SotS seems to be a genuine effort to raise the 4X bar in several areas. To make each game unique the tech tree is freshly generated for each game with several branches missing, so you can’t just race for photonic torpedoes every time. This alone ensures that you’ll play the (very long) demo 3 or so times, just to see what other tech is out there. Ship to ship combat and planetary bombardment take place in real time and can be user controlled or resolved automatically. Ships move in a 2D plane (viewed in 3D) and have a simple combat system (concentrate your fire well and you should come out ahead). You can only control a certain number of ships, depending on what technologies you’ve researched, in each battle at a time, so epic 400 ship battles play out much the same as 20-a-side skirmishes. This makes sense from a game balance point of view but is a little disappointing. The combat AI is sadly pretty poor (“Charge!”)- you’ll want to control the battles yourself to maximise the value of your ships, yet this part of the game gets old fairly fast.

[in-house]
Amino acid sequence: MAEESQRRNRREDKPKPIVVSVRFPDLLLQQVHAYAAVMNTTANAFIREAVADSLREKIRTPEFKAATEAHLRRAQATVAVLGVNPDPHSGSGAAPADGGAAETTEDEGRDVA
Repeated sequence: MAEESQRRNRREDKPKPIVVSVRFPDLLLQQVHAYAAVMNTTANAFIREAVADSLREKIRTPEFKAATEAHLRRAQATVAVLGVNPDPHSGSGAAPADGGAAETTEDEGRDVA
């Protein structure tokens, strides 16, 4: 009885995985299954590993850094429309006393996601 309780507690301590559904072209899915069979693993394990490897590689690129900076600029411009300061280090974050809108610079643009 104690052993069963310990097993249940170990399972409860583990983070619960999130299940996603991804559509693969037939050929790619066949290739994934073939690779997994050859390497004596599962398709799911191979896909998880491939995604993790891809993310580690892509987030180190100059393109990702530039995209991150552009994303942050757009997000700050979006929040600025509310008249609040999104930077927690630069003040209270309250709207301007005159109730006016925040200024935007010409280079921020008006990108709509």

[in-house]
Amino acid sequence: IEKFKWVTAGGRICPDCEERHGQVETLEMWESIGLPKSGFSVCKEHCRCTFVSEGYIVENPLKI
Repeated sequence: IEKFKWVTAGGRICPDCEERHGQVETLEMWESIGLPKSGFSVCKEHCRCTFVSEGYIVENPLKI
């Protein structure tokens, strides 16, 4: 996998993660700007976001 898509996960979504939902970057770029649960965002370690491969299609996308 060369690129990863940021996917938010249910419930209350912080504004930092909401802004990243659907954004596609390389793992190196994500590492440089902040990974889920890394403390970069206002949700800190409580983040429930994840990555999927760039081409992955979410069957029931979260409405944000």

Micromanagement of planetary resources has been cut down to a minimum, which is a great improvement in accessibility but might not please the serious 4X fan. However for some reason they’ve made the spaceships very touchy about fuel, a step backwards to match the step forwards. Remembering to build plenty of tankers is essential. Likewise, for an accessible game the tutorial and manual are useless, luckily the controls are simple enough to figure out with a bit of experimental clicking. SotS also suffers from the same problem that a lot of games like this do: the endgame takes forever. When you have a big lead in tech, fleets and economy you really can’t lose, but the AI insists on fighting to the death, leaving you to either declare yourself the winner and stop playing, or spend the time to crush an unworthy enemy into dust – neither option really satisfies. Also, there are no allied victories, so any alliance you make will inevitably end in backstabbing.